That is a question we’re beginning to think about over at GreenForge. Genuine VC David Beisel has some ideas on the subject, and I thought I would ask ComputerWorld UK readers what they think, to see if we can get a conversation going. Here is David’s initial framework:
1. Providing an aggregated trusted source of useful information. Startup sites like TreeHugger (which also has a site called Hugg, a Digg for environmental news) offer news, culture, and instructive information. Big media companies are also jumping on board – MSNBC has an Environment channel online and Discovery acquired the aforementioned TreeHugger company just last week). Large non-media branding-based corporations, like Starbucks, in an attempt to enhance their eco-friendly image are also sharing information via the web.
2. Connecting people to other people and useful services. For example, there’s now a Facebook Carpool app which “makes sharing a ride safer and easier by using Facebook to find people going in the same direction.” Boston-based GoLoco is pursuing the same ends with a stand-alone web service. Both are perfect examples of leveraging the web to connect people towards a greater environmental good. In addition, the web can act as the perfect vehicle to connect people to specific services, like purchasing carbon offsets in an effort for individuals to live carbon-neutral (ZeroFootPrint, TerraPass, and NativeEnergy are just a few companies doing this).
3. Becoming an integral component of a service. In some cases, the web actually is a fundamental component in a green service. As illustrations, Greendimes allows consumers to reduce their unwanted junk mail and Earth Class Mail (fka Remote Control Mail) allows users to read their mail online, reducing paper handling costs and recycling in a central facility. Without the web, these services would hardly exist or would look dramatically different.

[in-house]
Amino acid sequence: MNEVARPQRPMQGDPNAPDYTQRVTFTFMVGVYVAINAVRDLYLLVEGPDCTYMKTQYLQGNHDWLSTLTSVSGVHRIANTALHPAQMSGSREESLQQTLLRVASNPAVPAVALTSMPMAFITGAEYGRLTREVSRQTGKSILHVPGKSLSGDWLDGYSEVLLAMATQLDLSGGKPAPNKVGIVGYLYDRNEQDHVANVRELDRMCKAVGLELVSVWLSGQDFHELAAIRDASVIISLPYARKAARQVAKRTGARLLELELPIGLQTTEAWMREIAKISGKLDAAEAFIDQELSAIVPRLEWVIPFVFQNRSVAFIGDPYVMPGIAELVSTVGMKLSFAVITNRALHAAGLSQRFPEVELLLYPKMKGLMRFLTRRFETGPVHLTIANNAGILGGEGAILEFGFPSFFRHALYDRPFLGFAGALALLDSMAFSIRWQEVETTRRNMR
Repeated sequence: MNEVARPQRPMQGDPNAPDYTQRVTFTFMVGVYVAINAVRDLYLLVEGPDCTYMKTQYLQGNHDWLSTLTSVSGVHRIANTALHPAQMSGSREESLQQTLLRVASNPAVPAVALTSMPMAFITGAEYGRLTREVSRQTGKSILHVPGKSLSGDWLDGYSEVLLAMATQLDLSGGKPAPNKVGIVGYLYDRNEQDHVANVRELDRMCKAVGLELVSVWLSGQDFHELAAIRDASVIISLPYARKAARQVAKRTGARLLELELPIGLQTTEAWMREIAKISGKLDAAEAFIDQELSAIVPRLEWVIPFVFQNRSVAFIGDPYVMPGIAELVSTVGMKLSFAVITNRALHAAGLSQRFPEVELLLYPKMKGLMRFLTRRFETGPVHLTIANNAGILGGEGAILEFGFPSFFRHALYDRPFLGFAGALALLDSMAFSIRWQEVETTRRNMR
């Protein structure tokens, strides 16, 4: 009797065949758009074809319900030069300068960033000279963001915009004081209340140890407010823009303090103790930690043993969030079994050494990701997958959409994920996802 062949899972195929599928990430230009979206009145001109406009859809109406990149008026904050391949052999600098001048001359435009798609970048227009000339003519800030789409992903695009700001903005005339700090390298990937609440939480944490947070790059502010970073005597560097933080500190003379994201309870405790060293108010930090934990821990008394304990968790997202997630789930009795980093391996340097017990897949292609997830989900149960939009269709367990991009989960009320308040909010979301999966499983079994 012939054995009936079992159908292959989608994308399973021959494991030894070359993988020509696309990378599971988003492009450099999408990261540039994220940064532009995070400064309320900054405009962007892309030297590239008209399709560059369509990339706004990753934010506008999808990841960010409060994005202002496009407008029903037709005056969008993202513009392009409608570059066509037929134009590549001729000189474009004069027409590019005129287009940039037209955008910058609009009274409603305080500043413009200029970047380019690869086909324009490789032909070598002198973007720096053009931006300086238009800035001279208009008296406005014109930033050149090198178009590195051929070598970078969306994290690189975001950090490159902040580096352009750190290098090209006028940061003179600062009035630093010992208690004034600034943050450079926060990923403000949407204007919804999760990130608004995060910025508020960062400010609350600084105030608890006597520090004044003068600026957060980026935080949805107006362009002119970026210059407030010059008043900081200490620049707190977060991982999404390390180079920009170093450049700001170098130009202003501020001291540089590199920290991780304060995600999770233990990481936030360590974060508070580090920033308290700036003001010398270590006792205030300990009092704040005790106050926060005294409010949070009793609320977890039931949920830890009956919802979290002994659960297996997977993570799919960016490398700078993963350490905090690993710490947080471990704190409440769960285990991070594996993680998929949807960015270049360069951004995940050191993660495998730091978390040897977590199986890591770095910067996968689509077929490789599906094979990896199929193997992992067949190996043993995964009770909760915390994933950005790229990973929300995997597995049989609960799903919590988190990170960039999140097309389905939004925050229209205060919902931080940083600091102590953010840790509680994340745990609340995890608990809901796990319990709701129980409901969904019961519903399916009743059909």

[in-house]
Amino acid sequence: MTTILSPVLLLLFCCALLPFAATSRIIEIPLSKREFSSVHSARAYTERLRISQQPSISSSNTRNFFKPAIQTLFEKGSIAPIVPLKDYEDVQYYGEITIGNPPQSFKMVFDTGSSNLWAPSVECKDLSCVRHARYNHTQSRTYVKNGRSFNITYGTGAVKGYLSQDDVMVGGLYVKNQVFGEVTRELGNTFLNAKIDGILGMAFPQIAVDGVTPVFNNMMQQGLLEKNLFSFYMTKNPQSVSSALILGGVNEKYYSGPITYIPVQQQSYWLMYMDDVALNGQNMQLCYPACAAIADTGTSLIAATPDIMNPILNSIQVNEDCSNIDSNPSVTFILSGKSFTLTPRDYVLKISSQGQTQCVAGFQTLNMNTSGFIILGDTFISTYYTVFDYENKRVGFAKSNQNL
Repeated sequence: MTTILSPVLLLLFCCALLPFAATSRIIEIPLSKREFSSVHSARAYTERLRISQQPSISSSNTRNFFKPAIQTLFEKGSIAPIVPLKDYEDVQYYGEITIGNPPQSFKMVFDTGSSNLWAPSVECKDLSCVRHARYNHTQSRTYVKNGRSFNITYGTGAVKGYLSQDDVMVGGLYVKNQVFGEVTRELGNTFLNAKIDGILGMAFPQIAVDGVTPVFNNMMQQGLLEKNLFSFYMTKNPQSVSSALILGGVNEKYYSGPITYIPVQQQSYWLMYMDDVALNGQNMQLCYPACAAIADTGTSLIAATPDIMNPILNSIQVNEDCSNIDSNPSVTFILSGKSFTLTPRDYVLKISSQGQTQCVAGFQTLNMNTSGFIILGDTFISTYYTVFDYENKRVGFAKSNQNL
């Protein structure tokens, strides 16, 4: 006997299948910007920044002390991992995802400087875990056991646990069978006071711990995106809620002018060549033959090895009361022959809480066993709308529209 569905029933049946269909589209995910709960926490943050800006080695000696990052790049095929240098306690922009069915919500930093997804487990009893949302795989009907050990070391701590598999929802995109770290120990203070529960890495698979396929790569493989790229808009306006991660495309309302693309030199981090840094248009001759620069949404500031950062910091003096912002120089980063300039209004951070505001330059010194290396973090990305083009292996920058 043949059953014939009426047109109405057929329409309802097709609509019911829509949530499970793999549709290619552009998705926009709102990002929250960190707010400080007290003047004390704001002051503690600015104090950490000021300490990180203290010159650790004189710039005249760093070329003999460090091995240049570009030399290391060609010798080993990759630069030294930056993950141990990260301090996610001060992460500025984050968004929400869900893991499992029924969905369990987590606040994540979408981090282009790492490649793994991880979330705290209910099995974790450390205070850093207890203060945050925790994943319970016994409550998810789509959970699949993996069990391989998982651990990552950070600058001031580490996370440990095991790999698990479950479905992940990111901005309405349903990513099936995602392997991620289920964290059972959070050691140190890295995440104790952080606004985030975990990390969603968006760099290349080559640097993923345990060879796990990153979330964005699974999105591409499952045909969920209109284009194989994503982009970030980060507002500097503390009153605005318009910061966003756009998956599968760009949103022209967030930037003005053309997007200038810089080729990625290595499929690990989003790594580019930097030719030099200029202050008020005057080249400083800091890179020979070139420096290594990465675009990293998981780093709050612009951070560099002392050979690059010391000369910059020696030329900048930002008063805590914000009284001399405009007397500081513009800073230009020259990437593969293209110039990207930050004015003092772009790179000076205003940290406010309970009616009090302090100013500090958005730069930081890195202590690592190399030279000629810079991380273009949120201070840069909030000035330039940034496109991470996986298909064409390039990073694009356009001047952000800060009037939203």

4. Replacing functions that are otherwise less eco-friendly. It’s interesting to consider virtual meetings in Second Life and other virtual worlds as replacement for flying people to meet in person. Though some question this approach given the amount of servers/electricity in creating these spaces, examples like Cisco using virtual worlds for a number of events and interactions are surely notable.
What do you think? Does it make any sense to consider the greenness of an API? Beisel’s framework is more aimed at services than APIs per se, but these days the difference is increasingly moot.